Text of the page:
Category: Senior Living

At what age are you too old to manage your money?

I was fascinated to read an article with the above title that was published recently.  It was accompanied by a picture of an elderly couple and their caregiver walking with canes.

The article reflects many of our own observations.  We have been managing money for people for over thirty years.  During that time we have seen the effect of age and ill health on the people we work with.

Here’s the good news:

“Most people who don’t suffer from cognitive impairment can continue managing their money in their 70s and 80s, according to a report just published by the Center for Retirement Research at Boston College (CRR). But of course some older Americans, and especially financial novices who take over money management after the death of a spouse, will need help …”

Here’s the bad news:

As we get older our ability to process information slows down.  As a result, the elderly are more likely to be defrauded or abused by financial scams.  They may not open their mail regularly, have problems paying bills and fail to read and understand their financial statements and reports.

If you’ve never made investment decisions, paid the bills, balanced the family checkbook or reviewed the investment accounts you are especially vulnerable.  This if often true of older couples in which the wife managed the household and the husband managed the family finances.

As we get older, there are a few basic things that we should do to protect ourselves and our loved ones.

  1. Have a spending plan for your retirement years.
  2. Make sure that your spouse and your financial advisor knows about the plan and knows where your accounts are so that they can be monitored for fraud or abuse.
  3. At some point you or your spouse should agree to transfer your responsibility for managing your investments, and make sure that both members of a couple should know how to run the household finances.

For guidance on these issues, we suggest ordering a copy of BEFORE I GO and BEFORE I GO WORKBOOK.

The financial risks of dementia

Dementia covers a broad range of mental diseases that cause a gradual decrease in the ability to think and remember.  It often affects a person’s daily functioning and is different from the decline in cognitive abilities that are the usual effects of aging.  The most common type of dementia is Alzheimer’s disease.

About one in ten people get dementia.  It becomes more common with age and it’s estimated that about half of those over age 85 suffer from it in some degree.

As the disease progresses, most people with dementia require a certain amount of skilled care.  Eventually the family will not be able to provide the 24 hour services that the patient requires and they will be placed in a facility designed to provide that care.

According to the NY Times:

On average, the out-of-pocket cost for a patient with dementia was $61,522 — more than 80 percent higher than the cost for someone with heart disease or cancer. The reason is that dementia patients need caregivers to watch them, help with basic activities like eating, dressing and bathing, and provide constant supervision to make sure they do not wander off or harm themselves. None of those costs were covered by Medicare.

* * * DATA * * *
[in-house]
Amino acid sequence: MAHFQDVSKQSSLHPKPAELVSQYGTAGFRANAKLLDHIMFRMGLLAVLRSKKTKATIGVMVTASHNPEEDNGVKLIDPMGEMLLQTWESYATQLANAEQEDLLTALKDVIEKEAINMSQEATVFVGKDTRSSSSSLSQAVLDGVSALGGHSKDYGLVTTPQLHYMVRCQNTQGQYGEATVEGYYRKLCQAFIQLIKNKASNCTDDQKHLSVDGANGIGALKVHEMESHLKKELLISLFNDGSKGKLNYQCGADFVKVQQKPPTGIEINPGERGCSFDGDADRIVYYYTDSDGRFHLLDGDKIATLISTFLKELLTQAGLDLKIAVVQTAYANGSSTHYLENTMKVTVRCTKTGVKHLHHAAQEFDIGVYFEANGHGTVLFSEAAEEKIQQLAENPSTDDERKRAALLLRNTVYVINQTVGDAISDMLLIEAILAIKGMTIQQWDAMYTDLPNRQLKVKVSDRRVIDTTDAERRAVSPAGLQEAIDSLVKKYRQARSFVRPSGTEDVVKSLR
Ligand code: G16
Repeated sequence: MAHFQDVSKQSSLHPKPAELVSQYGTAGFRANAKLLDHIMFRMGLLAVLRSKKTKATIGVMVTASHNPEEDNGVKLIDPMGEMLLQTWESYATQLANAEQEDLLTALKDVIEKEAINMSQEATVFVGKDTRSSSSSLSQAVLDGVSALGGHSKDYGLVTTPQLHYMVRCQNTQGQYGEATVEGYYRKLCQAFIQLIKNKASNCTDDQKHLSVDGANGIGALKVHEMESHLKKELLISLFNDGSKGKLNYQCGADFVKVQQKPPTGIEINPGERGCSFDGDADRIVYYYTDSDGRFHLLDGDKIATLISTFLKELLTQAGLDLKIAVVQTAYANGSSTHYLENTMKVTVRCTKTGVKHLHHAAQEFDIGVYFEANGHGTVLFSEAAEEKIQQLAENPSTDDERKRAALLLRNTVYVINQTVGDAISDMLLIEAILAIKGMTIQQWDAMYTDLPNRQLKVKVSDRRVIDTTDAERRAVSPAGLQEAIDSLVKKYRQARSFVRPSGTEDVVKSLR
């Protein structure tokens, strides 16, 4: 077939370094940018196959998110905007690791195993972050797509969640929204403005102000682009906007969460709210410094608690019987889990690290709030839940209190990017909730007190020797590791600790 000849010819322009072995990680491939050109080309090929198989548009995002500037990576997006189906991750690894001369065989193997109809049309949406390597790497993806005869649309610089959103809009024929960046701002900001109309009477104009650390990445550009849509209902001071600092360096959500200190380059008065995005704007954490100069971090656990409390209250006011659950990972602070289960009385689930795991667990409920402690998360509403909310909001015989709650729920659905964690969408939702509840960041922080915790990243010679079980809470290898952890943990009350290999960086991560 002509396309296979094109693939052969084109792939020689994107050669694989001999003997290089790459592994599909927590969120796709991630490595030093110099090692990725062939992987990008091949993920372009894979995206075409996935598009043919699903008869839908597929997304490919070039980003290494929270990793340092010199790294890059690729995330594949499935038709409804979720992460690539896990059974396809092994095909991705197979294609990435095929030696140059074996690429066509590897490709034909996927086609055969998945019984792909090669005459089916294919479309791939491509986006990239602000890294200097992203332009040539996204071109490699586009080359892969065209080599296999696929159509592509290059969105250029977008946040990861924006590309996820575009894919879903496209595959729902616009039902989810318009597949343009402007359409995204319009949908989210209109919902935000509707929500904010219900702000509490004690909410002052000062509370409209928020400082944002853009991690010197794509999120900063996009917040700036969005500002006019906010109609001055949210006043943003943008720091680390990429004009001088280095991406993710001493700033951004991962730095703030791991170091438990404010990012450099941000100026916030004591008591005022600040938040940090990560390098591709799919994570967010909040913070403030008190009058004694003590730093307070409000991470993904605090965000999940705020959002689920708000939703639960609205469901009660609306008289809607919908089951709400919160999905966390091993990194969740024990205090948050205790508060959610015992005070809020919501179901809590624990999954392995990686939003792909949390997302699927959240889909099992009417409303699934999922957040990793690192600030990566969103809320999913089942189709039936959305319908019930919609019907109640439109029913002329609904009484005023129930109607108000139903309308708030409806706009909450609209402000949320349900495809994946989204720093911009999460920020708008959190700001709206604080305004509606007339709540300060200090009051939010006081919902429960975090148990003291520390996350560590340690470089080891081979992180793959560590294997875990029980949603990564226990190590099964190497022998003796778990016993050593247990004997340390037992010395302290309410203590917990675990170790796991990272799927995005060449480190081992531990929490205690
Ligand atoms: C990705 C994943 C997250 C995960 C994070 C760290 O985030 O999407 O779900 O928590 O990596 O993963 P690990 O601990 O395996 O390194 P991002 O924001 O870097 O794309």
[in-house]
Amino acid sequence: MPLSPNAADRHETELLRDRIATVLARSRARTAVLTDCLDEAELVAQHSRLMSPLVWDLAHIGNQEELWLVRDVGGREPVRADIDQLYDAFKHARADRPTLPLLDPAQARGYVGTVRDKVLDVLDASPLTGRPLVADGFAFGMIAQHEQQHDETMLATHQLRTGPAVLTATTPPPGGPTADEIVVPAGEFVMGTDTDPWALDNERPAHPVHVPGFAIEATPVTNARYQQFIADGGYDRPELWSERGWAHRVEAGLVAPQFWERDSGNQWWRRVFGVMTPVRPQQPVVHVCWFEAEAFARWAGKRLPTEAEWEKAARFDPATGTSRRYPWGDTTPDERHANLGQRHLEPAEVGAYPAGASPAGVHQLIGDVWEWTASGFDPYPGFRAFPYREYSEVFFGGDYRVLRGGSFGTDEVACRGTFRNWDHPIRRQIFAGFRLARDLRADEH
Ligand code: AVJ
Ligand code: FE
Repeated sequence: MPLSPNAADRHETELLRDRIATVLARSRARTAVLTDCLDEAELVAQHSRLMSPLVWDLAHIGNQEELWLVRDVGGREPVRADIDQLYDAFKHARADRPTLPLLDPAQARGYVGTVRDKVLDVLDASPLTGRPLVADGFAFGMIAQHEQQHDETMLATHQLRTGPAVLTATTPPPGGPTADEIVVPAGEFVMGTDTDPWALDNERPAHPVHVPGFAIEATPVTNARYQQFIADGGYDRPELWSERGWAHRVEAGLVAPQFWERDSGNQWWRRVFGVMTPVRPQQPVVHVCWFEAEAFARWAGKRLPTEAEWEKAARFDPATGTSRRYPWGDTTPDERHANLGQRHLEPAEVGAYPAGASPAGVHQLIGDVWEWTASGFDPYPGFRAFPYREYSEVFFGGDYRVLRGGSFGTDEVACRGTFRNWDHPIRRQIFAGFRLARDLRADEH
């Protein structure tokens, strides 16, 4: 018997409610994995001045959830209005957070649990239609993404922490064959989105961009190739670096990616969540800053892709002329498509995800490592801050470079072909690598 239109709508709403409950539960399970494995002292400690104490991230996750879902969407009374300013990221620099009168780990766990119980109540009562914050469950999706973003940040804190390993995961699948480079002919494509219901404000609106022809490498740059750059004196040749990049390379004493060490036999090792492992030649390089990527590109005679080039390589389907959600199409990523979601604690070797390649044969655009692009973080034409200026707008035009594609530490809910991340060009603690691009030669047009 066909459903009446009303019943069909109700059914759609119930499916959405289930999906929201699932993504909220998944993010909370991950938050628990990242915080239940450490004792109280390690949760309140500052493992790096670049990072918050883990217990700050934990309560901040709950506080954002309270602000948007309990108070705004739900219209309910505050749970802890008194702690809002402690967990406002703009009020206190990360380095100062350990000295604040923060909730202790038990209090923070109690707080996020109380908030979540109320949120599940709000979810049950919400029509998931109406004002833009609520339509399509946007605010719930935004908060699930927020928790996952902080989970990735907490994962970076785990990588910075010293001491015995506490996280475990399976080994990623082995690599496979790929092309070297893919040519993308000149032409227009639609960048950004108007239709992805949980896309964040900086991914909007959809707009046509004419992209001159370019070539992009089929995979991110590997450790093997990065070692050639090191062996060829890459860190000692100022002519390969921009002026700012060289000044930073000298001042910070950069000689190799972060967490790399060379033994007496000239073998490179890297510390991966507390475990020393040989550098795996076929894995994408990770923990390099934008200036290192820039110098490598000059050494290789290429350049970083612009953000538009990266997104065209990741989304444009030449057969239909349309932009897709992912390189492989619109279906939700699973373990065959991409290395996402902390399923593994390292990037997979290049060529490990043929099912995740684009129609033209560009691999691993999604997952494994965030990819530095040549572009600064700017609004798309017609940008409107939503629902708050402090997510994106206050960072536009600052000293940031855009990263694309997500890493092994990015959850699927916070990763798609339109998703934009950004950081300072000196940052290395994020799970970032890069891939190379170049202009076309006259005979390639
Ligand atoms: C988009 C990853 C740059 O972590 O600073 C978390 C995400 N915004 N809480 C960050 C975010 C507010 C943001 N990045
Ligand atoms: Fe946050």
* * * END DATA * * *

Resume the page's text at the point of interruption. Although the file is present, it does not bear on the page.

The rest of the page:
For many families, the cost of caring for a dementia patient often “consumed almost their entire household wealth,” said Dr. Amy S. Kelley, a geriatrician at Icahn School of Medicine at Mt. Sinai in New York and the lead author of a paper published in the Annals of Internal Medicine.

As people age their cognitive abilities deteriorate.  Even before they begin to suffer the effects of dementia, they may become forgetful or lose the ability to focus on their finances.  Obtaining the services of a Registered Investment Advisor (RIA) well before this happens – a fiduciary that puts his clients’ interests first – is vital.  And, as people prepare retirement plans, the cost of dementia treatment and care should be one of the things for which they plan.

Getting Financial Help

When people have financial questions, what do they look for?  According to a recent survey most people are looking for someone with experience.  We want to take advice from people who are familiar with the issues we face and know what to do about them.  We all know people with experience, but financial problems, like medical problems, are personal.  Most people we know would rather not go into detail about their personal finances with family or friends.  They are more comfortable sitting down with a financial professional to discuss their finances, their debts, their financial concerns, and their financial goals in both the short and long term. Professionals will provide advice without being judgmental and are required by their code of ethics to keep your information confidential.

Once people find someone who has a track record of giving good, professional advice, they want personalized advice and “holistic” planning.

No two people have exactly the same problems.  A good financial advisor listens attentively to learn the goals, the concerns and personal history of the people who come to him for advice.

People have specific issues and questions.  For example: a couple, aged 39, is seeking advice about their path to retirement.  They give their financial advisor a laundry list of their assets, their investments, their savings rate, their debts, and the ages of their children and ask if they should be doing something different or are they on the right path.  That’s a very specific question and the advisor’s response is going to be personalized for them.

The plan that the advisor comes up with is going to involve much more than money.  It’s going to take their personal characteristics into account.  This includes personal experience with investing, their risk tolerance, and their closely held beliefs and ethical values.  This is what is referred to as “holistic” planning; taking personal characteristics into consideration.

There is a fairly big difference in the advice sought by

  • “Millennials” (those born after 1980 and the first generation to come of age in the current century),
  • “Generation X” (the children of the Baby Boomers) and the
  • “Baby Boomers” (children of the soldiers returning from World War 2)

“Millenials” say that among their top three concerns are saving for a large expense such as a car or a wedding.  Too many are saddled by debt acquired to pay for higher education and are finding that their degrees are not necessarily an entry into high paying professional jobs.  Their next largest concerns are saving for their kids’ education and putting money aside for retirement.